TelevisionWeek's Blink page is an industry must-read, taking a sardonic look at happenings across the television business. This wry coverage is extended online and updated throughout the week.



Danny Goes Down the Wrong Road … Again

September 19, 2005 12:00 AM

According to Danny Bonaduce, his reality series for VH1 was supposed to be a "very cute, happy-go-lucky show" featuring Gretchen and their two children. Instead, "Breaking Bonaduce," the latest look at the former child star, who played Danny on "The Partridge Family" (1970-74), became a chronicle of another downward spiral. And in the upside-down logic of the star, that was just fine. At one point during the period the show was being taped, Mr. Bonaduce recalled, he had been locked up for 72 hours in a psych ward after a drug-induced freakout. "When my wife came [alone] to pick me up, I said, 'Where's the crew? Of course I want the cameras here!'" he told his wife. VH1 threatened to stop production as Mr. Bonaduce's behavior became increasingly self-destructive, but he insisted the show go on. "I was literally spinning out of control," he said, "and it was a bad call [by VH1]. ... Any network worth their salt would want to be there." He attributed the show's change in tone to his "chemical composition" and on-camera therapy sessions. "The doctor was prodding and poking around my life," he said. "I explained to him in no uncertain terms that I didn't like that. It got ugly and it stayed ugly." Future episodes show him in emotional collapse, taking steroids and boozing. Before the show aired, Mr. Bonaduce agreed with VH1 to enter rehab. He's currently sober. -Natalie Finn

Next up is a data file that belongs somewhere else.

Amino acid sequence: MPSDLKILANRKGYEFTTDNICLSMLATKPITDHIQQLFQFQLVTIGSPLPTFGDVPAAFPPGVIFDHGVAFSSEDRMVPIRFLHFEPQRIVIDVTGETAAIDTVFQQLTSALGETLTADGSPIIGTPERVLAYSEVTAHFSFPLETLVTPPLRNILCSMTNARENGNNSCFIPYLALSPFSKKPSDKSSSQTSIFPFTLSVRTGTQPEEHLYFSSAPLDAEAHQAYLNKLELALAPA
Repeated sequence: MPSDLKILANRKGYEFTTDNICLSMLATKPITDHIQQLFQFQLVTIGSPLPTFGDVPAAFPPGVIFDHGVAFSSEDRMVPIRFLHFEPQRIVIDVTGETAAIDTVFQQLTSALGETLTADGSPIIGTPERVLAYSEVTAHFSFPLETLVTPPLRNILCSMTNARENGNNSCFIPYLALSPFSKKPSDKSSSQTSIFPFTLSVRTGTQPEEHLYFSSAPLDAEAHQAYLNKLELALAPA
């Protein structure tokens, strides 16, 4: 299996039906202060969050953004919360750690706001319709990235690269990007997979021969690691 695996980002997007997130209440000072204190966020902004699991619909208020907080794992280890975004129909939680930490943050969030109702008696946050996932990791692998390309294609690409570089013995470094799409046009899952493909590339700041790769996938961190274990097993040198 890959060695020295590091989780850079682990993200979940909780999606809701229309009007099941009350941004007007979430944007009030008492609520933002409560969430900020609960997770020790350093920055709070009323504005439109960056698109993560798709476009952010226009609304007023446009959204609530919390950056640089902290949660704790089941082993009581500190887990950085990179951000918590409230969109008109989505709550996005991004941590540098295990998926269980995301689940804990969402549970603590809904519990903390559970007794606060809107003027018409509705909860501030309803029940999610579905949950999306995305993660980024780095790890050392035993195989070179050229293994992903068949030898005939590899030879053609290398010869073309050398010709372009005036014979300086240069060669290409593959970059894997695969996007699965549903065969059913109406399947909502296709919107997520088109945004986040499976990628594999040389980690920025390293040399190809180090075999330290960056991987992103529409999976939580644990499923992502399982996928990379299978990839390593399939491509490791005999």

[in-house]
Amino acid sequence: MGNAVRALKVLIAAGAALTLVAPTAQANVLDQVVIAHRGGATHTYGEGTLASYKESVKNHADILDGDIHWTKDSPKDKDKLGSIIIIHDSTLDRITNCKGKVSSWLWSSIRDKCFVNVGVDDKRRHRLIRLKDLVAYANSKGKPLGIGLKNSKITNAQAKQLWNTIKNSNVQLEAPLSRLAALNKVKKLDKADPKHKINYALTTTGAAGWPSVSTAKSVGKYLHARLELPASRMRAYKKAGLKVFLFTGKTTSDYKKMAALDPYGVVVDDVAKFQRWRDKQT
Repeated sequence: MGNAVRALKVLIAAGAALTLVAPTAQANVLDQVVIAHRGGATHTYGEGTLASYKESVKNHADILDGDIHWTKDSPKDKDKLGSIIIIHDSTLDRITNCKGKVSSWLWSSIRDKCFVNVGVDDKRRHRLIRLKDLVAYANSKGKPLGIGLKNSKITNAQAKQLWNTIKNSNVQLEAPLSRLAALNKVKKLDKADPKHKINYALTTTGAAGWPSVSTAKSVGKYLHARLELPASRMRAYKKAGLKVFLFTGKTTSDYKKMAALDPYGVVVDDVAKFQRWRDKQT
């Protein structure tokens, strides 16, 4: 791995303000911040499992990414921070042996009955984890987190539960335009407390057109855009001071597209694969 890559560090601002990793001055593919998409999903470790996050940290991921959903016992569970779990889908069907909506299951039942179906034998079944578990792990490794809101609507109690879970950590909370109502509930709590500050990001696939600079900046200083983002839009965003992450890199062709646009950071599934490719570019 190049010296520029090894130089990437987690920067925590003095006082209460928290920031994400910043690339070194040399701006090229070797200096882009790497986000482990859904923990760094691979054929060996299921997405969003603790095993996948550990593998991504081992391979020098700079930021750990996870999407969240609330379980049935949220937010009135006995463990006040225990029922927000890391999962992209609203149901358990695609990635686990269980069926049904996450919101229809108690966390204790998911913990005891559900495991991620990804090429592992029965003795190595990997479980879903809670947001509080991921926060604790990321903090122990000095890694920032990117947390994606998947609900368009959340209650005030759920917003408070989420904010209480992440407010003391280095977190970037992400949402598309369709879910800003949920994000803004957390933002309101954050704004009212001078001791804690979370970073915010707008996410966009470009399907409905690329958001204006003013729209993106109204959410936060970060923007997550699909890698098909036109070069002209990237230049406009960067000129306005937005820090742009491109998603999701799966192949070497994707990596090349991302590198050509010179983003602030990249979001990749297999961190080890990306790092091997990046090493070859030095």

Two of the latest stars on Broadway are Larry Aidem, president and CEO of the Sundance Channel, and Shelly Good-Cook, director of membership marketing at CTAM. Both performed on stage, in the Tony Award-winning musical-comedy "The 25th Annual Putnam County Spelling Bee" on Sept. 13, during a performance that was a fund raiser for Cable Positive. "Spelling Bee" chooses audience members to participate in each show. Mr. Aidem was approaching center stage to spell a word when it was announced, good-humoredly, that he does impressions of Kevin Kline. Mr. Aidem, who bears a passing resemblance to Mr. Kline, then proceeded to blow the spelling of his word. Ms. Good-Cook had better luck. As she was getting up to spell her name, she was announced as having recently come in second in a regional spelling bee that was won by a contestant named "Great-Cook." And she did spell her word, "jihad," correctly. -Chuck Ross

Getting Connected

It was a panel on the influence of women in cable TV, but some revelations at last week's Women In Cable & Telecommunications Executive Women's Luncheon in New York got very personal. Betty Cohen, named president and CEO of Lifetime earlier this year, lamented that her husband still lives in another city and won't join her permanently in New York until the end of the year. Brooke Johnson, president of Food Network, said, "Being a working mother is living with guilt." Lynne Costantini, senior VP of programming for Time Warner Cable, said she and her husband thought they could do "the Superman thing"-have a two-career family and kids-but it was impossible. She now rushes from the office to take her kids to games or lessons while returning e-mails on her BlackBerry as she waits at traffic lights. She also uses connectivity to stay in touch with her family: "I'm starting to have conference calls with my kids." Holly Leff, exec VP and general manager of television and on-demand for Nielsen Entertainment, said that on the same day she started her job a year ago, she learned she had breast cancer. During the early months of her treatments, she often worked from home: "Having the ability to work remotely … allowed me to survive the whole ordeal." -Alex Ben Block